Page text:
Principal Editions

The Towneley Plays, edited by J. Raine, or J. Hunter, or J. S. Stevenson, 1836

The Tonweley Plays, edited by George England, 1897; reprinted 1973

The Wakefield Pageants in the Towneley Cycle, edited by A. C. Cawley, 1958

The Wakefield Mystery Plays, edited by Martial Rose, 1969


Alfred W. Pollard (essay date 1897)

SOURCE: An introduction to The Towneley Plays, edited by George England, 1897. Reprint by Oxford University Press, 1925, pp. ix-xxxi.

[In the following excerpt from his introduction to George England's highly respected edition of The Towneley Plays, Pollard discusses the relative merits of several of the plays and singles out The Second Shepherd's Play as "perfect as a work of art."]

Long before the publication of the York Plays, the composite character of the Towneley was recognized by its first editor, though the reasons he assigned were less happy than his surmise itself [In a footnote, the critic adds: "He says that there are no Yorkshireisms in the...

(The entire section is 3184 words.)

Homer A. Watt (essay date 1940)

SOURCE: "The Dramatic Unity of the Secunda Pastorum" in Essays and Studies in Honor of Carleton Brown, New York University Press, 1940, pp. 158-66.

[In this influential early study of the literary value of The Second Shepherd's Play, Watt examines such aspects of the piece as structure, symbolism, parallelism, and use of music.]

Considered as effective drama many of the English miracle plays are, it must be admitted, pretty sorry stuff. Indeed, they could hardly be otherwise. The essential story was dictated by biblical material that did not always offer a dramatic conflict. In transferring this material from Bible to play the anonymous authors were...

(The entire section is 2765 words.)

A. C. Cawley (essay date 1958)

SOURCE: An introduction to The Wakefield Pageants in the Towneley Cycle, edited by A. C. Cawley, Manchester University Press, 1958, pp. xi-xxxiii.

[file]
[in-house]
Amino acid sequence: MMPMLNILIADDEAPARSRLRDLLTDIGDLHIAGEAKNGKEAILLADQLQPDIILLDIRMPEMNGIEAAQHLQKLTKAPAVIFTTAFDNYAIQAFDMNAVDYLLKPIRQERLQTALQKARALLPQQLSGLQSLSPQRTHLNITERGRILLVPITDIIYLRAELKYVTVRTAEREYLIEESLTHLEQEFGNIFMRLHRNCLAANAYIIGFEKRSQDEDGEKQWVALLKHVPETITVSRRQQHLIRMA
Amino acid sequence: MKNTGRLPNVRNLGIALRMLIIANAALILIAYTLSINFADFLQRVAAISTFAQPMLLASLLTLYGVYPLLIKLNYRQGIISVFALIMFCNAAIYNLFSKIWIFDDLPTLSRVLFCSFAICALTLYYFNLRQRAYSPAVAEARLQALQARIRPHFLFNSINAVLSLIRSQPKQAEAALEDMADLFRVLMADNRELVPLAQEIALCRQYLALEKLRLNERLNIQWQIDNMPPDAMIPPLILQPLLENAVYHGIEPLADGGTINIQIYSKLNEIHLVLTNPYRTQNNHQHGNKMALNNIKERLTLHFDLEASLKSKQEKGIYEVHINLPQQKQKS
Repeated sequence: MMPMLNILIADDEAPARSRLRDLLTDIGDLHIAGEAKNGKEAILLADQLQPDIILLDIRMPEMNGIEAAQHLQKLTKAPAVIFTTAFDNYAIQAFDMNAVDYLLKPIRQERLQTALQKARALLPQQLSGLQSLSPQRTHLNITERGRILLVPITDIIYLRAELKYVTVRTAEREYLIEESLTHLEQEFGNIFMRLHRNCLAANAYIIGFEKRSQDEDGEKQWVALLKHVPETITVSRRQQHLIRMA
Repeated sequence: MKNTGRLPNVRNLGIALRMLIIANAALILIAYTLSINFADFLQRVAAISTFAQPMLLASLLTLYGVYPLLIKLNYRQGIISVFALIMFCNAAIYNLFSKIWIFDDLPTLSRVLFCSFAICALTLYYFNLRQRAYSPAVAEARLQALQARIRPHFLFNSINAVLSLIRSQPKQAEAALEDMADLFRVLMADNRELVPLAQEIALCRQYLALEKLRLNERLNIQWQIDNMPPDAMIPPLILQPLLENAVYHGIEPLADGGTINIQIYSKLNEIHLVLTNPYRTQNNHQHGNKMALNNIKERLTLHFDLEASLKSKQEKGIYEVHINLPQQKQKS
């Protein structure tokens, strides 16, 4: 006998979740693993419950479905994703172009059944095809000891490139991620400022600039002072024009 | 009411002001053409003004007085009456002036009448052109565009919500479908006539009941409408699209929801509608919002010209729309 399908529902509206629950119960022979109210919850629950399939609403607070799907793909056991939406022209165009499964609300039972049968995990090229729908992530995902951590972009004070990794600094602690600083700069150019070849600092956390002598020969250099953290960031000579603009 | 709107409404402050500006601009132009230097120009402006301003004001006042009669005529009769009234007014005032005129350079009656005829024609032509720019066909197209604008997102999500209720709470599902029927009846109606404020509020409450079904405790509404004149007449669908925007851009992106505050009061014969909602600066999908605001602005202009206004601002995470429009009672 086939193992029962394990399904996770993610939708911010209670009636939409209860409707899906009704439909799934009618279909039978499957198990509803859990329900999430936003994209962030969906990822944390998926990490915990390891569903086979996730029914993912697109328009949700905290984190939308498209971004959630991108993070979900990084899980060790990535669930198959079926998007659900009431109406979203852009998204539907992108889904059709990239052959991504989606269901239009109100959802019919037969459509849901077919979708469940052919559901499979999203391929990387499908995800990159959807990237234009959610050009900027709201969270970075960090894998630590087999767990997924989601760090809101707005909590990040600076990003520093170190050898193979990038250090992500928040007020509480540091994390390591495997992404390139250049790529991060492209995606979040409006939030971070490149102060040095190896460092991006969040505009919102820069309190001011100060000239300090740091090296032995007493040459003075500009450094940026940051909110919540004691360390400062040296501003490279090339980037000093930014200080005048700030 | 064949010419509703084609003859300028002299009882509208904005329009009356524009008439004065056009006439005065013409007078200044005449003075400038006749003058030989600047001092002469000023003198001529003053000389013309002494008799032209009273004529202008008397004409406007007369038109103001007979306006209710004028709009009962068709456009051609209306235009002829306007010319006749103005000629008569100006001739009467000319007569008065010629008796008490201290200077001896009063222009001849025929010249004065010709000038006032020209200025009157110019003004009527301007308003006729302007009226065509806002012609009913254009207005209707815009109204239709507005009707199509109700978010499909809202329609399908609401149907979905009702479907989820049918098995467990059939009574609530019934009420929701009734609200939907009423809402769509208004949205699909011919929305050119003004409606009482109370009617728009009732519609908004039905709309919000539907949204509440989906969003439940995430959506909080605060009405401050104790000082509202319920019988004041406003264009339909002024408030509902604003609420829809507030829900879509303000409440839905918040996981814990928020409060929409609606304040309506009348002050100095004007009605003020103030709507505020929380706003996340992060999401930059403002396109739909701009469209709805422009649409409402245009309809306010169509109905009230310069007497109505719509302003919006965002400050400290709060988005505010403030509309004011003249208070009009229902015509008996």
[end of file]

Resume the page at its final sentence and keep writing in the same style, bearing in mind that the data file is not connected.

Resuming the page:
[In the following excerpt from his introduction to his much-admired translation, Cawley offers a general assessment of the style of the plays, focusing especially on the Wakefield playwright's adept and masterful use of language.]


Although the raw materials of the Wakefield pageants are as variegated as life itself, it is clear that the Christian tradition is the dominant influence on these pageants.

The Towneley cycle, like every other Corpus...

(The entire section is 3681 words.)

Martial Rose (essay date 1961)

SOURCE: An introduction to The Wakefield Mystery Plays, edited by Martial Rose, 1961. Reprint by W. W. Norton & Company, Inc., 1969, pp. 19-55.

[Below, Rose discusses the staging of the Wakefield plays, elaborating on his theory of the use of a circular set and the combined staging of several of the plays.]


The reference concerning the suppression of the Wakefield Plays in the records of the Diocesan Court of High Commission at York is one of the very few pieces of external evidence that Wakefield possessed a cycle of mystery plays. The document tells us that the plays were planned for 'Whitsonweke…or...

(The entire section is 6068 words.)

E. Catherine Dunn (essay date 1969)

SOURCE: "The Literary Style of the Towneley Plays," in The American Benedictine Review, Vol. 20, No. 4, December, 1969, pp. 481-504.

[Dunn examines the narrative voice in the various parts of the Towneley cycle, characterizing it as prophetic and lyrical. She also comments on the function of language and its role in the development of the plays.]


The nature of the meaning in the Towneley cycle, like that of other Corpus Christi plays, is historical in the sense that the Sacred Scriptures are historical, and by the same token, prophetic of a realization yet to be achieved by the dynamic historical process. The genre...

(The entire section is 8077 words.)

Walter E. Meyers (essay date 1969)

SOURCE: An introduction to A Figure Given: Typology in the Wakefield Plays, Duquesne University Press, 1969, pp. 7-20.

[In the following excerpt, Meyers describes his approach toward studying the Wakefield plays and his particular focus on typology in order to demonstrate the plays' unity and sophistication as literary works.]